Britain's Rolls Royce company, a major builder of airplane and ship engines, says it is cutting 5,000 jobs, blaming last month's terrorist attacks in the United States for a sharp decline in orders for jet airplane engines.
Rolls Royce says it foresees tough times for the airline industry for the next two years.
The company says it expects jet engine sales to drop by nearly $1.5 billion next year. Civil aviation accounts for more than half of Rolls Royce's business.
The company's chief executive, John Rose, blames the sales falloff on what he calls "the tragic events" of last month's terrorist hijackings in the United States.
Against that gloomy backdrop, the company called in union leaders Friday to announce it is cutting 5,000 jobs.
About 3,800 of those layoffs will occur in Britain. Rolls Royce has a total workforce of 4,300.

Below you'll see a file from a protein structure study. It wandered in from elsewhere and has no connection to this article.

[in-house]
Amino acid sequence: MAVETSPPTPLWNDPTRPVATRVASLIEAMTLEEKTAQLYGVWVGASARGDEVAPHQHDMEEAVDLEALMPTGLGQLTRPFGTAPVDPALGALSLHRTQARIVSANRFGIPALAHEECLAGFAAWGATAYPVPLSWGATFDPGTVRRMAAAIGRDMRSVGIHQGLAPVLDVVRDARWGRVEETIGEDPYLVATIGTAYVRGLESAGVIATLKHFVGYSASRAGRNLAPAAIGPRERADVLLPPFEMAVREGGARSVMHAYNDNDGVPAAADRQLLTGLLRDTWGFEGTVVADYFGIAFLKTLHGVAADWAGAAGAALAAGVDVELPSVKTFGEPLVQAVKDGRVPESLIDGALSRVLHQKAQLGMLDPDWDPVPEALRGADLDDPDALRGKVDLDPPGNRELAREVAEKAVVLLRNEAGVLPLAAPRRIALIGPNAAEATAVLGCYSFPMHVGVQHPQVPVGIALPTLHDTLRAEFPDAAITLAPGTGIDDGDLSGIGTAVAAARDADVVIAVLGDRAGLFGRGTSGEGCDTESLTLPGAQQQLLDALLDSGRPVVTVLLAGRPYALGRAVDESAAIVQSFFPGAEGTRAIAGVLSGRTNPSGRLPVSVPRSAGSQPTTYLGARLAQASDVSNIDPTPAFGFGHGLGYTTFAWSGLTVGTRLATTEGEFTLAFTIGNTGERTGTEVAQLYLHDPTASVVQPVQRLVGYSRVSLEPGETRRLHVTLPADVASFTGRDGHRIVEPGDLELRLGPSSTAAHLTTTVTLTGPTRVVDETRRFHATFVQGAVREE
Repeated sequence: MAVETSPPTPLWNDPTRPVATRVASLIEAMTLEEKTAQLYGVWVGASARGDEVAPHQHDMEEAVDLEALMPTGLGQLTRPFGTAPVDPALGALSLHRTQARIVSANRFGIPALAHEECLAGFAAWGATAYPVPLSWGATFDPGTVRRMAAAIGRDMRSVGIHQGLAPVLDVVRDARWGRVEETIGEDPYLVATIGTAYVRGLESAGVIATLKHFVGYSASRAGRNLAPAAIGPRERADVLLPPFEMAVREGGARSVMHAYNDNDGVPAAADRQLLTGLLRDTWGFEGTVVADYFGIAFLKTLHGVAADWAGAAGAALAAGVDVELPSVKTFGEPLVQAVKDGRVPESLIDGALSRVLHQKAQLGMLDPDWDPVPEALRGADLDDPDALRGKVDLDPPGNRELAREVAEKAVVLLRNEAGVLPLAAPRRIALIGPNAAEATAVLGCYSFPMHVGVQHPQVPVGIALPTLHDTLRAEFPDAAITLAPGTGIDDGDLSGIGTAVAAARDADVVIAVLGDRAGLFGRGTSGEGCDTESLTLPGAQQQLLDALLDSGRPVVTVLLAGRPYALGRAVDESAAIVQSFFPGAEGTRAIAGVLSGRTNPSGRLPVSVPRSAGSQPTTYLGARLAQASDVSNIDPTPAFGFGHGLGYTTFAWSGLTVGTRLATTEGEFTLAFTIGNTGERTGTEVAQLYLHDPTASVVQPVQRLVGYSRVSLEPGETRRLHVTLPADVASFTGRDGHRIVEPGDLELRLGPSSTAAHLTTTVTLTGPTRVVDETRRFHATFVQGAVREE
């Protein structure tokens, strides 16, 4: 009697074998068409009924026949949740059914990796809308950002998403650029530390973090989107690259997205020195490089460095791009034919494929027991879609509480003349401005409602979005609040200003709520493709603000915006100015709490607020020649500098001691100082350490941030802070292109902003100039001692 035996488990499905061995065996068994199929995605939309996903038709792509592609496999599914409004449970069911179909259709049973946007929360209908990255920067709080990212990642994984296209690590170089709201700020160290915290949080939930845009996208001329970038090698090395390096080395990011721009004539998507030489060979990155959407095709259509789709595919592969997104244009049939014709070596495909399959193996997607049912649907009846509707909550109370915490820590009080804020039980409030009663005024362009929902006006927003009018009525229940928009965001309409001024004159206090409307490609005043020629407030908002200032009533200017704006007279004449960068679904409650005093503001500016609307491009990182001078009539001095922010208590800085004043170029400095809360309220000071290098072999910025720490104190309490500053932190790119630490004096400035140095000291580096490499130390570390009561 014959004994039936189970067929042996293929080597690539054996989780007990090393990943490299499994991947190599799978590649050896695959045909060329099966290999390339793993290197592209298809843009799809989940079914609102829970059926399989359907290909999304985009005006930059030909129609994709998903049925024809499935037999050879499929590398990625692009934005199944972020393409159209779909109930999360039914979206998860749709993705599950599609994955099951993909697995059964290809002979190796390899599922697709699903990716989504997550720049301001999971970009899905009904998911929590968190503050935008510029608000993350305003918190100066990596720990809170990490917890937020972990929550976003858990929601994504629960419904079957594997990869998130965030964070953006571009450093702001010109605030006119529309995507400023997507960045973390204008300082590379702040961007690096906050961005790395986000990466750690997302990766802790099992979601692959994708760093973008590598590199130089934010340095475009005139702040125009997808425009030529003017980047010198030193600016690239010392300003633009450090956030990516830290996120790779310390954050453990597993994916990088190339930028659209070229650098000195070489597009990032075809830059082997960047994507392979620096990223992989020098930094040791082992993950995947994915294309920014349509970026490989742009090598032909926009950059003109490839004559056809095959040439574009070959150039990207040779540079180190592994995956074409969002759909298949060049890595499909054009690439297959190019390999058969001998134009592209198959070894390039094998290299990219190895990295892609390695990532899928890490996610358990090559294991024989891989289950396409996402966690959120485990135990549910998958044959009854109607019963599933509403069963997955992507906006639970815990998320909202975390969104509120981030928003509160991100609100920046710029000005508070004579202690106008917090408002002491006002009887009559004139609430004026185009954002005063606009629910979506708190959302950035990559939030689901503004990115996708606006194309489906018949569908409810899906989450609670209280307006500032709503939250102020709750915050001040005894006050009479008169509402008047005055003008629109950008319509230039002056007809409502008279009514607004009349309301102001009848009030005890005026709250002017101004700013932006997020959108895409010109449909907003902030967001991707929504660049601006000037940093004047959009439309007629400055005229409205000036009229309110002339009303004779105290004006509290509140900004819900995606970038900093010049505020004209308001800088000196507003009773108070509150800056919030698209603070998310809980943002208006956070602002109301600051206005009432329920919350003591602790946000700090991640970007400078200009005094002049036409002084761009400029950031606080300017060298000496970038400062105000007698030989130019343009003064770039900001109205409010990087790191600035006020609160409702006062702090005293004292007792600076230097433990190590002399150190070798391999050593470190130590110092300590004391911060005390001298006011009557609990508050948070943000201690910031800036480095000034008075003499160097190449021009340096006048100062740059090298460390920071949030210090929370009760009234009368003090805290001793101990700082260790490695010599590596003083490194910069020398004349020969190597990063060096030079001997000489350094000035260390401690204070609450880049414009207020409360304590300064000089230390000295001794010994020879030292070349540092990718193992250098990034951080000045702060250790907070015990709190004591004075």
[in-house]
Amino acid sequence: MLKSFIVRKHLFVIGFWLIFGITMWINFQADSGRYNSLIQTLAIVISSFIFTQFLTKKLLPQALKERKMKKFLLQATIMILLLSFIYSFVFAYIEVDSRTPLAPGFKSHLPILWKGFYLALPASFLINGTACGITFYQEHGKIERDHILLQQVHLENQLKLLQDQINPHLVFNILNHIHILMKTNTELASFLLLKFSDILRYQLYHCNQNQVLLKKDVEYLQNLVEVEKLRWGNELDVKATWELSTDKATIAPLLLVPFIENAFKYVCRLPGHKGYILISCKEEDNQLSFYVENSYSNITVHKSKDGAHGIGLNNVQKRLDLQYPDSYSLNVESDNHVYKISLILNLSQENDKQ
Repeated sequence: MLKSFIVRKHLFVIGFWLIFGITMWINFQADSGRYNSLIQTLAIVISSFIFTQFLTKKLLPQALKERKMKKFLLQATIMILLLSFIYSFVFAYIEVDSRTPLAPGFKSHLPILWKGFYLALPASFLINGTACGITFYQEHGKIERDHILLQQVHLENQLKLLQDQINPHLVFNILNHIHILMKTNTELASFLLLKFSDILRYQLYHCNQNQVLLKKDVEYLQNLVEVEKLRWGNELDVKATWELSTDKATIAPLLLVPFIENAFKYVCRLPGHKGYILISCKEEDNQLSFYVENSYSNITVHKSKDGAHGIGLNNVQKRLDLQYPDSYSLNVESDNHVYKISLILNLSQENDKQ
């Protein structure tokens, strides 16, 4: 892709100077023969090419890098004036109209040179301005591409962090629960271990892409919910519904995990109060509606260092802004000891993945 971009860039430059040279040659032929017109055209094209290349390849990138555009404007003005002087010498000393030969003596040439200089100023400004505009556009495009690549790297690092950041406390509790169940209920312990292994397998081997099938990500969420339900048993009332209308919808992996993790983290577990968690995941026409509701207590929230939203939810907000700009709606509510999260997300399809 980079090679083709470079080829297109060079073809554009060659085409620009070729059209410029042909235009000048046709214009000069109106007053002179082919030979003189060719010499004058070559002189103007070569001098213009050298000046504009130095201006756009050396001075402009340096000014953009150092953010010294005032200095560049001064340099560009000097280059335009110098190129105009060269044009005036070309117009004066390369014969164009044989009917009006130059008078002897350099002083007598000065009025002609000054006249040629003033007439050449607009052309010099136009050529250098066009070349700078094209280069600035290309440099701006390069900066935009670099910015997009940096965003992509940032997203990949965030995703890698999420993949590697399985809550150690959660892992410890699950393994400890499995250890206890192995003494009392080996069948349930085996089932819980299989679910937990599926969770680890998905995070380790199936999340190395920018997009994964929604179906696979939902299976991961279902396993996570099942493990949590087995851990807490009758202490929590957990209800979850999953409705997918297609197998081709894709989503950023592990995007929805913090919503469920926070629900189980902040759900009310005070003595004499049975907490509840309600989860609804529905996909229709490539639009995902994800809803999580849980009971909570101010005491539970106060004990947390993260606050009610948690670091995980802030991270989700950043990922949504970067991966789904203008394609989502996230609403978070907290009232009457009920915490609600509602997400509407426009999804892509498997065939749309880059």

The chief of a British engineering union, Ken Jackson, told British radio he thinks Rolls Royce has overreacted, and he challenged to government to help the unemployed find new jobs. "We're fighting two wars. We're fighting on two fronts. One on terrorism and one on jobs," he said, "and we've got to win them both. And government has got to be up there in front, not just on terrorism, but also on the jobs front."
In another, more positive development for the British economy, a research group says British shoppers have continued to spend despite the terrorism fears.
The Credit Card Research Group says Britons rang up nearly $11.5 billion in purchases on their charge cards last month. That is almost 10 percent more than they spent in September of last year.